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Wednesday, February 23, 2011

I’m struggling with something. Am I special? Am I really that different from all the other wanna-be writerly types?! It’s not writer’s block that I get. It’s something worse. It’s the fear of it all being kind of pointless. I’m not saying that I write only with the goal of someday being paid for it (yes, this is ideal and it sure would be nice, but I realize that this only happens to about .01% of “writers”); I write with the goal of providing something that is worth reading. When I start to wonder if I “have what it takes,” I stop before I’ve even really begun. The more research I do, the more I feel that it really is all a bit trite and meaningless. Of course I DO get enjoyment out of it (or I wouldn’t do it), but I really don’t JUST do it for myself. I hope to provide a ‘lil somethin’ somethin’ to my fellow humanoids. BUT…

It’s all been written, thought of, said. There are already a gajillion mom-lit-type blogs out there offering the same self-deprecating humor/joie de vivre that is sometimes present round these here parts. There are already memoirs published that are funnier-slash-more-touching-slash-more-moving than mine ever would/will be. There’s even a children’s book out there that totally jacked an idea that I’ve been sitting on for twenty years. (I still have the original story that I wrote in fifth grade. I’ve never forgotten this idea. I’ve tucked it in my: when I Have Time to Write Children’s’ Books file. I’ve just started dusting the file off and WAZAMMY some stupid author – who already has plenty of books so why did he have to steal my idea?! – TOTALLY stole it! The buttface).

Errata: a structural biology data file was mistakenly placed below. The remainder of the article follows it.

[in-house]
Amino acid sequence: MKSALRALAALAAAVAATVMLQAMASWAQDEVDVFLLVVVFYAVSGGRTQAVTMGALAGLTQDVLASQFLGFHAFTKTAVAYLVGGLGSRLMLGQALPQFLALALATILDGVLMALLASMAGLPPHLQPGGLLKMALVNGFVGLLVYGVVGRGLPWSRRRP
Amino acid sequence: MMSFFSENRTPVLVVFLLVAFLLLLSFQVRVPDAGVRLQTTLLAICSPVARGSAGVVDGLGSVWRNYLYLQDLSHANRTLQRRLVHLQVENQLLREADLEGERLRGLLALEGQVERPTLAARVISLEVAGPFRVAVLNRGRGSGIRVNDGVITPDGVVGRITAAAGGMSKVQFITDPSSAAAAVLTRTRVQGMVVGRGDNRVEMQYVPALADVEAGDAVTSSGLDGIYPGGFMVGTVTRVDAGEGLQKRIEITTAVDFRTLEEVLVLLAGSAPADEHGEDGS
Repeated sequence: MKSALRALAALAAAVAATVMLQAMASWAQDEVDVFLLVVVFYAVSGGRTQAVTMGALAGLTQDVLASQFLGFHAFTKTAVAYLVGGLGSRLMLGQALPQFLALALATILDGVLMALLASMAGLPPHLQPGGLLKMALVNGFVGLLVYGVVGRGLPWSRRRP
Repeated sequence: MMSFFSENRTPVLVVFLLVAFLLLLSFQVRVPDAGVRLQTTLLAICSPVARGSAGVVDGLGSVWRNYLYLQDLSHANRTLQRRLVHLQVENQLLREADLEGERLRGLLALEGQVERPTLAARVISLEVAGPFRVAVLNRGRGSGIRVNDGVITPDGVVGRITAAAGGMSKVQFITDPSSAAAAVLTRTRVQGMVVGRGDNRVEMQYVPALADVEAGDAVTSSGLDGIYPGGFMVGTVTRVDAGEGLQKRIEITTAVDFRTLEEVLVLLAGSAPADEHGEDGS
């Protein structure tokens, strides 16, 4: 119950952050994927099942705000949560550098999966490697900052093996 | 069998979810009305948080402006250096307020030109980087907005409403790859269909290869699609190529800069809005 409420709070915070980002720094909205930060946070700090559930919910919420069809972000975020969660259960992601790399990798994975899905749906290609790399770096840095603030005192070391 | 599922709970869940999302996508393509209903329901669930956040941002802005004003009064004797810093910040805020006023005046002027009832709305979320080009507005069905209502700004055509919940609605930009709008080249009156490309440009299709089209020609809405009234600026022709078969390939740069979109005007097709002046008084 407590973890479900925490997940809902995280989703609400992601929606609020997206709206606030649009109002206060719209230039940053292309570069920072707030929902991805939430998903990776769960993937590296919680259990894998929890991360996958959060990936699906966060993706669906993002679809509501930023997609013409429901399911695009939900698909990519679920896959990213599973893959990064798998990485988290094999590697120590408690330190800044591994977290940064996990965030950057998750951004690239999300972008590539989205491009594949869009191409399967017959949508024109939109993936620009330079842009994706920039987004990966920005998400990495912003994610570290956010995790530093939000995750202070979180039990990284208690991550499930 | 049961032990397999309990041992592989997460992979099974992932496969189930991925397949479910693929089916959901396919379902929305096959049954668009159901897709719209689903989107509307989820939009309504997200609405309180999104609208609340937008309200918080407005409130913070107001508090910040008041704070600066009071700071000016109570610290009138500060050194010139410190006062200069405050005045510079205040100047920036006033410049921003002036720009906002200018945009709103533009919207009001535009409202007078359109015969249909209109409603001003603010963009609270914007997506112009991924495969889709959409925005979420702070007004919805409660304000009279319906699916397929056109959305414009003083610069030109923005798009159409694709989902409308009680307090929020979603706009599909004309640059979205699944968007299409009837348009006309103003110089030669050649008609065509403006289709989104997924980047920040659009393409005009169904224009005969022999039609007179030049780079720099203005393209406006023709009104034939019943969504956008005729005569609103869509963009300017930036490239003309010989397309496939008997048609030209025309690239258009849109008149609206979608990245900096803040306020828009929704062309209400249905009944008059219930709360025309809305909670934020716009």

So, what do I have to offer that is unique? They say write what you know. What the heck do I know?! Half the time I look around like a babysitter twiddling my thumbs wondering when the real parents are going to come home and clean this house and take care of these whiney kids! Seriously, where ARE they?! I don’t know much about parenting so I really shouldn’t write about that. I do fear a little bit that any time the whole mother-parenting topic comes up, I'm way too quick (and ALWAYS) the first to start the boo-hoo, woah-is-me, this is tough-as-poop dialogue. While most do join in (maybe just to make me feel better) I do think I'm a pretty good whiner about this reoccuring theme: Why is my life so hard when isn't this exactly the life I always wanted? And: I always wanted to be a wife/mother, why the heck am I not better at it?!! Most days I feel awesome if I think MAYBE we made it through without any situations that will be brought up in therapy years down the road. Again, with the woah is me. Who wants to read someone else’s belly-achin’? We have enough belly aches of our own to work through. So, back to what I can and SHOULD write.